If you find yourself in this situation, resisting the adoption of beneficial new software like a TBMS, there are strategies you can employ to overcome this inertia. Consider actions that 'burn the bridges' behind you, compelling you to move forward. For example, make a commitment to your team that puts your reputation on the line, thereby creating a personal obligation to follow through. Another approach is to invest financially in the license. This investment can serve as a motivator to utilize the software effectively to ensure a return on that investment. Alternatively, delegating the implementation process to a capable team member who excels in such tasks can also be effective. This approach leverages their strengths and can ease the transition for the rest of the team.
The key is to actively confront the internal conflict between recognizing the value of new software and the reluctance to undergo the implementation process. By taking decisive actions that create a sense of commitment or urgency, you can break the cycle of procrastination and pave the way for significant improvements in efficiency and competitiveness.
Another specific case of habits is a situation when a LSP is using some non-specialized tool like CRM, and then tests TBMS, and tries to use TBMS as CRM, completely ignoring other functions of the system. Of course in that case you won’t like TBMS, as it has less CRM features. It’s like buying a car, and use it as a carriage for horses, of course normal carriage is better if you still use horses. So you ought to have open mind if you want to use it effectively.
Concerns about the costs of licenses for a Translation Business Management System (TBMS) may initially deter LSPs from adopting such systems. This hesitation, however, overlooks the primary purpose of a TBMS: to reduce the number of hours your team spends on management tasks, thereby cutting down on salary-related expenses.
To put this into perspective, consider a simple calculation: divide the monthly license cost of the TBMS by the hourly salary of your management staff. For instance, if the license costs €70 per month and you're paying an hourly rate of €30 (this is a hypothetical figure for illustration), the system becomes cost-effective if it saves just 2.5 hours per employee each month. In reality, a fully utilized TBMS is likely to save significantly more time.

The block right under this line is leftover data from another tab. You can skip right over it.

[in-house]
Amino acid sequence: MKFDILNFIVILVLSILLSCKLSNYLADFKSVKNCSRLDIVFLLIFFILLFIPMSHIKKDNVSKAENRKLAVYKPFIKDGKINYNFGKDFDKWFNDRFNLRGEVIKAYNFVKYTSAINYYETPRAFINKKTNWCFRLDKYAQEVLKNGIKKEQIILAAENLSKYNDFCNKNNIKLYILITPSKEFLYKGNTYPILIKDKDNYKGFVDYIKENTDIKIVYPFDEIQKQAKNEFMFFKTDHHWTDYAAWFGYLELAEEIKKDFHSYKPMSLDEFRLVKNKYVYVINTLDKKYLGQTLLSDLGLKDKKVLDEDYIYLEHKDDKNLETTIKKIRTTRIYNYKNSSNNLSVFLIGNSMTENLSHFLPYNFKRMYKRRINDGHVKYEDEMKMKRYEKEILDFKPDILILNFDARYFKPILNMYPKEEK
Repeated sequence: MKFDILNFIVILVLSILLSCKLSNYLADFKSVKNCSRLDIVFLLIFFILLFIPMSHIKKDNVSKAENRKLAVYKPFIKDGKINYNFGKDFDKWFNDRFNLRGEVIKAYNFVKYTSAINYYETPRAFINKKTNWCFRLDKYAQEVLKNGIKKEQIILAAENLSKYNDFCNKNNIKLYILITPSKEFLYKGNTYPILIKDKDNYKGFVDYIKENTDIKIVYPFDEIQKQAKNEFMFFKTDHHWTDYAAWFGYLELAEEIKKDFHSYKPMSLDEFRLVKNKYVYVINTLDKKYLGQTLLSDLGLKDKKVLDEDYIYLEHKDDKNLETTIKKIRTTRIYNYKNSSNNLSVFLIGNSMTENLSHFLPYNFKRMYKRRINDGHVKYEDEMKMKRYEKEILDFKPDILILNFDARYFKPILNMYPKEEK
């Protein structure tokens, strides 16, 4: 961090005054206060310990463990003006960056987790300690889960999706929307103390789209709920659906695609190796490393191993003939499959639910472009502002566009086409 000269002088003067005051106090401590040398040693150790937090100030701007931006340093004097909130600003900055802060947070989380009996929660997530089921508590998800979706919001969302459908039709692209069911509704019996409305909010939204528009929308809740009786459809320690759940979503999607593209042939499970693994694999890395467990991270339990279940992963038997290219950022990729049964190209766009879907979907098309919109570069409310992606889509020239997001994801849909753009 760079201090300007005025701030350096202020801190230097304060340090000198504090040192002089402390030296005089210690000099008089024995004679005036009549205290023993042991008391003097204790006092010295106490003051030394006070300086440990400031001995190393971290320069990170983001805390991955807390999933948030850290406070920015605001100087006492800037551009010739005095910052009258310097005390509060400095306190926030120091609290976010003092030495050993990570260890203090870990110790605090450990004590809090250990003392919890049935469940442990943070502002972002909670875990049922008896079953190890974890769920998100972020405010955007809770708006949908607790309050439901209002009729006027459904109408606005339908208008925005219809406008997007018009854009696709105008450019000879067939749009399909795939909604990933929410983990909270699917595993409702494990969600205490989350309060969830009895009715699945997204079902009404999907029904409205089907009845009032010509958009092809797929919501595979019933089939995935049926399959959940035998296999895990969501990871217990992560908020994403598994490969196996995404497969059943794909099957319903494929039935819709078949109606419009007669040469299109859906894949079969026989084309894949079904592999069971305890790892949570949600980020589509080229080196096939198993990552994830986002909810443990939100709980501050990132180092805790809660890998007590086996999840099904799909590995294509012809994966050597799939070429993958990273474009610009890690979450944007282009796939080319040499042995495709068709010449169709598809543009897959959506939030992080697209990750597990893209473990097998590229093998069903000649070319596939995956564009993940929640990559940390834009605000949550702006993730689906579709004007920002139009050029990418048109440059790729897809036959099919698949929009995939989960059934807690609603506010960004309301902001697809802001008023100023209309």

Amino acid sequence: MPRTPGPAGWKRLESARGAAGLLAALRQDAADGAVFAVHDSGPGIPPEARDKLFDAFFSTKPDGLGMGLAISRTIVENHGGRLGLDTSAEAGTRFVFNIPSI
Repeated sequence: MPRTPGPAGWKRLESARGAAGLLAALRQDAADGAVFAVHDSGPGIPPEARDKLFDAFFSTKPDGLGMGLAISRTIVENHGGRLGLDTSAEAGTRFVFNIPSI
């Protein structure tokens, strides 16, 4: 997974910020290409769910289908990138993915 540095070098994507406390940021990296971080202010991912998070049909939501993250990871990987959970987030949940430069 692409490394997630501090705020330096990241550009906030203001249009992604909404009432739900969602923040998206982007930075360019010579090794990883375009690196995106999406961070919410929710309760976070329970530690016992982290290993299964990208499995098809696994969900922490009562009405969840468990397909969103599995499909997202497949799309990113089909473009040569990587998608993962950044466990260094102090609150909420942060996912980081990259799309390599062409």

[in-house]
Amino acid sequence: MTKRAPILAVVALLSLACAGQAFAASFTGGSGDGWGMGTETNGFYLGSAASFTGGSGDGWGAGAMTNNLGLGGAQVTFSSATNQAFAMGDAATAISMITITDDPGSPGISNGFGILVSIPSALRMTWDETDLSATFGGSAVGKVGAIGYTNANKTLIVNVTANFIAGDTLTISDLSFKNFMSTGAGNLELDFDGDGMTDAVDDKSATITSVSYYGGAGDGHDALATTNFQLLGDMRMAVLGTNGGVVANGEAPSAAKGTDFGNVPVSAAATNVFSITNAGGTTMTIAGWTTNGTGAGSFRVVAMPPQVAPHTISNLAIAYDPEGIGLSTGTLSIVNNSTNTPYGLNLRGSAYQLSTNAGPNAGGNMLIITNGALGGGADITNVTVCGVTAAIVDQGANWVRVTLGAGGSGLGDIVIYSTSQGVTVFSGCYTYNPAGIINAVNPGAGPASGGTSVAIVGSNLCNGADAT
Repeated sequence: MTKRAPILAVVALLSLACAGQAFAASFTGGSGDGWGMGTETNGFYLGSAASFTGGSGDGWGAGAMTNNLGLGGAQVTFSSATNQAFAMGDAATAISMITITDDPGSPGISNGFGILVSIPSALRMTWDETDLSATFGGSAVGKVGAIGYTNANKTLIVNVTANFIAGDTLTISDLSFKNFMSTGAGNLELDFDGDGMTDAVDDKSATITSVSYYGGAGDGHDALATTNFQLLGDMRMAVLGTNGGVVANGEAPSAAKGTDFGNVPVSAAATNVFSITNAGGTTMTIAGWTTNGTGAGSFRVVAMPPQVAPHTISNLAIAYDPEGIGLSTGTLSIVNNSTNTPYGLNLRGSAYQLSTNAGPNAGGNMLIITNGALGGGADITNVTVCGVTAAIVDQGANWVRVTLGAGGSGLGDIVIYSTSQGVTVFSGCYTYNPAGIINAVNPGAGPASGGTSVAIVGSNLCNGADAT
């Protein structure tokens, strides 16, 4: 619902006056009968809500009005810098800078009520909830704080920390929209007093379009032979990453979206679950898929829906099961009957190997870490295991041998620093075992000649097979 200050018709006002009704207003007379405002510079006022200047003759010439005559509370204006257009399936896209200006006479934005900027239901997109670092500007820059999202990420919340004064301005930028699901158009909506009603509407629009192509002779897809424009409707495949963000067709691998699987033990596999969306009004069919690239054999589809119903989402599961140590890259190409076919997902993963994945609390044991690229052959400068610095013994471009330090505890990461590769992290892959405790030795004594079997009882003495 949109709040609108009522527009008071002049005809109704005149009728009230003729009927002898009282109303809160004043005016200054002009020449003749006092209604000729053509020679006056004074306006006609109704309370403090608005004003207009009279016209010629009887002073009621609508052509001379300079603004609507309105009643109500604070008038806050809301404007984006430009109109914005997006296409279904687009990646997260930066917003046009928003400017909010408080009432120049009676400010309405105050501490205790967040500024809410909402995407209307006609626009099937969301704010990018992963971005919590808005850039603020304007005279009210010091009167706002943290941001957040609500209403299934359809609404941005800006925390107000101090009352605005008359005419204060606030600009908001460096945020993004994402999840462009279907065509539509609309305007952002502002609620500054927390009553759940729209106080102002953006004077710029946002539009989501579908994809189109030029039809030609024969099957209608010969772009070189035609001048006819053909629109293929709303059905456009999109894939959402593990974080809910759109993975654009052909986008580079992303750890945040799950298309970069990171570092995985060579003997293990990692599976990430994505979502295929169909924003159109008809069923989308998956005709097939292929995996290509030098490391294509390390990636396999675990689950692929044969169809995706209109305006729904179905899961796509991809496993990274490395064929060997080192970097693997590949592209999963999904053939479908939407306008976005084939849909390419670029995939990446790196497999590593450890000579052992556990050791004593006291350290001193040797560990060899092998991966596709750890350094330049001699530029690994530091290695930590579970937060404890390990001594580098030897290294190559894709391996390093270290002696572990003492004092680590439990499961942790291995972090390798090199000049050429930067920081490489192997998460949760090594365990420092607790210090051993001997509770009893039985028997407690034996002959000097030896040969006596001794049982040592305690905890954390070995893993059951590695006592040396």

Moreover, it's not just about saving the time of your staff; it's also about the valuable time of the CEO. A TBMS provides a comprehensive overview of the company's operations, generates detailed reports, and streamlines decision-making processes. By investing in a TBMS, you're not just paying for a software license; you're investing in a tool that can enhance the overall efficiency and productivity of your business, especially at the management level.
Looking for the perfect match…
Every Language service provider (LSP) company is unique, and if you did not make its processes strictly according to some MBA course instructions, you’ve probably invented your own bicycle. You have some “special” clients that want you do the job only in the way they want, you may have some unique corporate culture ranging from family-like team to strict hierarchy system, you may have some specific market and work within some jurisdiction that demands you to do things no one else in the world does.
It all makes your internal processes unique, ant in attempt to automate them, no TBMS system will be 100% match. Some features will be redundant; some will be missing. And it’s the hard truth about matching LSP with TBMS. But here is a simple rule: find the one that suits better than other. If a TBMS automates 80% of your processes, that means you have only 20% of them left not automated, and that’s a great relief already. You may think about the remaining part later.
So that being said, remember a few things:
- Learn about new technologies, TBMS included. The fact that you could run your business without this knowledge does not mean you may still be competitive tomorrow.
- If you have understanding that TBMS will help your business, but struggle to overcome your habits and habits of your team, you have to make a push to get out of this vicious circle. You know yourself better, so use the trick that works.
- Every expense in business should be considered as investment, so when thinking if TBMS worth its money, try to figure out how much time working hours it saves, including your own hours.
- Find the most suitable Translation business management system, do not search perfect match. It will help with 80% problems, and you’ll have to deal with 20% only.